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A Book of Silence

Sara Maitland
Granta, 298pp

Book of SilenceMaitland starts this autobiographical study by telling how she was born in 1950, growing up partly in London and partly at her father's 'enormous' mansion in south-west Scotland. The family was of a social class where 'we were inevitably sent off to boarding schools… a damaging, brutal experience'. Silence was a punishment, 'made worse by the fact that in my parents' world not to enjoy your schooldays was proof that you were an inferior human being - you were supposed to be a "good mixer" … and enjoy the team spirit'.

She became 'an Anglo-Catholic socialist feminist' partly through the experience of sharing a student flat in Oxford with American radicals including Bill Clinton. Marriage, children and a literary career were followed by relationship breakdown and the Thatcher years. Eventually, 'As a writer I ran out of steam'. Life itself reached a point where she feared mental breakdown.

All this is gripping stuff as she leads us on a spiritual journey with the pursuit of silence as its means and end. Interwoven with personal anecdotes are snippets of Merton, St Teresa and the Desert Fathers. She has set out to 'hunt silence', she tells us, because 'I am convinced that as a whole society we are losing something precious in our increasingly silence-avoiding culture and that somehow, whatever this silence might be, it needed holding, nourishing and unpacking'.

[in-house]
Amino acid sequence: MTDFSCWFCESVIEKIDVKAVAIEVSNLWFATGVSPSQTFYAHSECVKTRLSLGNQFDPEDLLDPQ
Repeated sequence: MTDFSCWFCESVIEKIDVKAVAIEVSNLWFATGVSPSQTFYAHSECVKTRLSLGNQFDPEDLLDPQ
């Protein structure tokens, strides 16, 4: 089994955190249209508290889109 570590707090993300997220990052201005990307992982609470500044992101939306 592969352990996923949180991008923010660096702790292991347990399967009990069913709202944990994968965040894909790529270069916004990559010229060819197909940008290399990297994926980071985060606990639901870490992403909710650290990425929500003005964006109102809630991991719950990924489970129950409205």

After buying a house high on the Weardale moors, Maitland embarks upon the reclusive life. But Weardale's silence was not sufficiently 'dynamic', so she takes herself off to the Isle of Skye and rents a remote cottage from which to experience forty days of utter solitude. Skye, she tells us, with its part-Anglicised part-Gaelic culture 'provided a strong sense of strangeness'.

Here Maitland sheds fascinating light on the phenomena of prolonged silence - how the senses sharpen, sense of time diminishes, rich emotions well up and there's a psychological sense that 'the silence itself unskinned me' - all the way to 'seriously bizarre sexual fantasies and vengeful rages of kinds that I had never "dared" admit'.

She expertly anchors her own frankly recounted experiences in a comparative narratorial analysis drawn from the writings of ancient mystics, lone sailors and arctic explorers. At times she finds it hard to distinguish reality from hallucination as she undergoes her own variations of mountain madness, cabin fever, desert lassitude and raptures of the deep.

Silence, she tells us, 'is the place, the focus, of the radical encounter with [the] divine… The desire to break the silence with constant human noise is, I believe, precisely an avoidance of the sacred terror of that divine encounter'. This is exciting stuff, but somehow it seems to get stuck at the level of tackling her fears and we don't glimpse a lot of the divine.

Skye had mostly allowed her to evade 'the promised "dark side" of silence … the Great Chthonic Terror'. The next challenge, albeit comfortably quartered, is to confront herself with three days of going out into the wilds of Glen Affric, replete with 'the strangely distorted trees, the somehow sinister stillness of the loch itself and the lichens, which might at any moment reach out their cold crinkled fingers and touch me damply'.